Summer is here, school is out, and in one fell swoop, the lazy days of summer can turn into a very challenging time for a child with special needs. The lack of structure and abundance of free time are often difficult for many of the individuals and families we serve, even when the child continues to receives educational and therapeutic services. New routines and schedules must be established to hang on to gains made throughout the year and to help the child make sense of his or her changing world.
Fortunately, there is a way to create predictable routines and to “structure the unstructured” days of summer. Here are a few suggestions to get the most of the season.
Introduce a visual activity schedule to help the child predict upcoming events, build independent skills and reinforce leisure activities. Visual activity schedules involve a sequence of images or words used with specific behavioral teaching methods such as prompting, prompt fading and reinforcement that can establish an independent chain of behavior. Research shows that in addition to schedule books or cards, electronic schedules (e.g., iPods or tablets) can also be effective, portable and natural (Carlile, 2013). Visual activity schedules have also been found to increase the person’s engagement and reduce challenging behavior (Zimmerman et al., 2017). We recommend this book to learn more about using visual activity schedules.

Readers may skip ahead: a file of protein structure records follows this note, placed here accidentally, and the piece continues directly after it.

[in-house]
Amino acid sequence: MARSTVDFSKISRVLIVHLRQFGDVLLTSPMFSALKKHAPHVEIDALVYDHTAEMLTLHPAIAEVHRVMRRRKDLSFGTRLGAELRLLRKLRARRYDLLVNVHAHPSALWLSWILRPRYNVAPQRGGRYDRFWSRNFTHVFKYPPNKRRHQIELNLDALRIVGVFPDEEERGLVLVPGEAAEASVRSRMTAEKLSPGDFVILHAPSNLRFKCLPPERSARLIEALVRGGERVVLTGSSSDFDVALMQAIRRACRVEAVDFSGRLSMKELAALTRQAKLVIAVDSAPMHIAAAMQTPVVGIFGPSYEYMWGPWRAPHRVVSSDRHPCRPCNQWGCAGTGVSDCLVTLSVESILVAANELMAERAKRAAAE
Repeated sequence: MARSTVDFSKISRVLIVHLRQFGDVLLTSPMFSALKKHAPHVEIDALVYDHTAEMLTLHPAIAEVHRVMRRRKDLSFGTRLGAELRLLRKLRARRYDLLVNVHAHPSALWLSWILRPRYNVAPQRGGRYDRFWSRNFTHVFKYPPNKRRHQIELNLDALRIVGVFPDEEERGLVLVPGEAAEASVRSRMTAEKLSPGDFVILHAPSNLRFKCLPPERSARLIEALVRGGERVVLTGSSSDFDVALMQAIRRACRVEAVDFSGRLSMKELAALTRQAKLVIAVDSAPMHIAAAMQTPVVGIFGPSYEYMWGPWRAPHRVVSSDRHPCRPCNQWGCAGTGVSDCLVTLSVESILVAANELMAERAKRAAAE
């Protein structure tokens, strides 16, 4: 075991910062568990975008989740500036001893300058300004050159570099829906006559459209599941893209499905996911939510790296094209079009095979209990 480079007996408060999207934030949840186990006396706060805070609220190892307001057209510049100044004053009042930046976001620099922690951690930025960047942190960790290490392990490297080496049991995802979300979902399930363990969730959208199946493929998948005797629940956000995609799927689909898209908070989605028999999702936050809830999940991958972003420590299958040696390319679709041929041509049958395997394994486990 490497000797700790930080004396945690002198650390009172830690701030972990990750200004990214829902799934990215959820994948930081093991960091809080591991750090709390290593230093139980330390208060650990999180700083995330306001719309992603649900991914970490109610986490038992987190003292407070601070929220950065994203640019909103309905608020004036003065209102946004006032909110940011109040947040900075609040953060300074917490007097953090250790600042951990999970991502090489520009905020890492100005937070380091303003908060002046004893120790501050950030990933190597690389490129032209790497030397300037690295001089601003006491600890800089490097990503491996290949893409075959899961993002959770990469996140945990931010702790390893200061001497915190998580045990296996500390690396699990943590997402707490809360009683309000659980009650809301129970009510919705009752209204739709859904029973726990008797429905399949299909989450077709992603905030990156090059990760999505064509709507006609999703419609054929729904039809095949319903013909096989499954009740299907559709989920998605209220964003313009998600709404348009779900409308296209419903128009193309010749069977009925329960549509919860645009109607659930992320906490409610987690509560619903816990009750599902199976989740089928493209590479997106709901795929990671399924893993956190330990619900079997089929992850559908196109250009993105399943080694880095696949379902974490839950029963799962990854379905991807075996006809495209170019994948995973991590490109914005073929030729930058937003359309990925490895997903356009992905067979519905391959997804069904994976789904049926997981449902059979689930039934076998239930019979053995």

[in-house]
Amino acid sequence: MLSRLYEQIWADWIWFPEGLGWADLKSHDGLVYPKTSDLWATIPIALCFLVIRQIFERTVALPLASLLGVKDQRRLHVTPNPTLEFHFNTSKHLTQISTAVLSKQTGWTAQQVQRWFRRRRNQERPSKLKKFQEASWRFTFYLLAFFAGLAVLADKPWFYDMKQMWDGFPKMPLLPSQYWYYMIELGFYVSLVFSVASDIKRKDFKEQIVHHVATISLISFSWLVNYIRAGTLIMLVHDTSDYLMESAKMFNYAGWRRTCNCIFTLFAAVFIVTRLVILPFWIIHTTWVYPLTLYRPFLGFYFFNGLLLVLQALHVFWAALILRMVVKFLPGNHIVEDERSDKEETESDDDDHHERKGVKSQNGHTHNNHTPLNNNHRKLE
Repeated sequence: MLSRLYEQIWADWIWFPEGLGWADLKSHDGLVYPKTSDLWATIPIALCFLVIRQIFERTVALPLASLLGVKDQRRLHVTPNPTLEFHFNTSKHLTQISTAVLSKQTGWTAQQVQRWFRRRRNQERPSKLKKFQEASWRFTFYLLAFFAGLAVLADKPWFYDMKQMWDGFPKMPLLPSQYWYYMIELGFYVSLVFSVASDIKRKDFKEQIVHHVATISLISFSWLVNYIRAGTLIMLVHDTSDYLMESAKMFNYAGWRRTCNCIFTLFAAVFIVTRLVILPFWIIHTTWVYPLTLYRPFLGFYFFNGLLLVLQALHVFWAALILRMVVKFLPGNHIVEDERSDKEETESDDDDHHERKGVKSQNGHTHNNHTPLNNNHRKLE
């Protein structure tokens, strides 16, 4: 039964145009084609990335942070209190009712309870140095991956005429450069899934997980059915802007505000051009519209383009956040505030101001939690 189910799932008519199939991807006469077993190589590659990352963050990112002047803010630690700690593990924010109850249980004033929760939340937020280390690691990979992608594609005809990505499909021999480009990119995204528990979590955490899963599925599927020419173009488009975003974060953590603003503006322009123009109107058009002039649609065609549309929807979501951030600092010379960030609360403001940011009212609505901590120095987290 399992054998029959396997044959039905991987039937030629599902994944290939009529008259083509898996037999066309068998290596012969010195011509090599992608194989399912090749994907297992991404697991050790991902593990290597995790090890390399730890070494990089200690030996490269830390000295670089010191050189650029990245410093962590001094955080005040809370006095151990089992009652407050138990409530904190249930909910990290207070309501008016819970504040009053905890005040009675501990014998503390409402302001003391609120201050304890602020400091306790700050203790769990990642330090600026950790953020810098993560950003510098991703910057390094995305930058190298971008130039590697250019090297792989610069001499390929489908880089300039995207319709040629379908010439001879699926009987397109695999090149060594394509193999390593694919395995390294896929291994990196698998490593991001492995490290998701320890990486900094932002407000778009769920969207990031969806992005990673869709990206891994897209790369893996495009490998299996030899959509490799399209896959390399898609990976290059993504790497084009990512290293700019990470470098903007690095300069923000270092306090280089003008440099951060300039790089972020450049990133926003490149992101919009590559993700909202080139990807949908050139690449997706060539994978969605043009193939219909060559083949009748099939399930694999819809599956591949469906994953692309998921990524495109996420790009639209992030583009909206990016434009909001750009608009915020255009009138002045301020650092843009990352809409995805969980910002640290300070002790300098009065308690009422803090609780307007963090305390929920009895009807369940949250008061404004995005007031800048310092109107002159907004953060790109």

Expose your child to a new hobby or skill. Look for ideas that fit with your child’s natural preferences. If your child likes to be active, then explore local walking or hiking trails and plan out a trip. Have your child document their experiences through drawing, review of photos or journaling. Explore sports options (Special Olympics, swimming lessons, local leagues and camps). Sometimes calm, individual events are preferred (e.g., painting, puzzles, model clay) by the child. Exposing your child to a variety of leisure activities can help combat the amount of “screen time” consumed daily.
Structure time with activities that fight the “brain drain” of summer by reinforcing concepts learned last school year so your child starts back to school where they were in the Spring. Reviewing academic material (e.g., I.E.P. goals, mastered concepts) even for a few minutes a day can help your child maintain and even build on academic progress.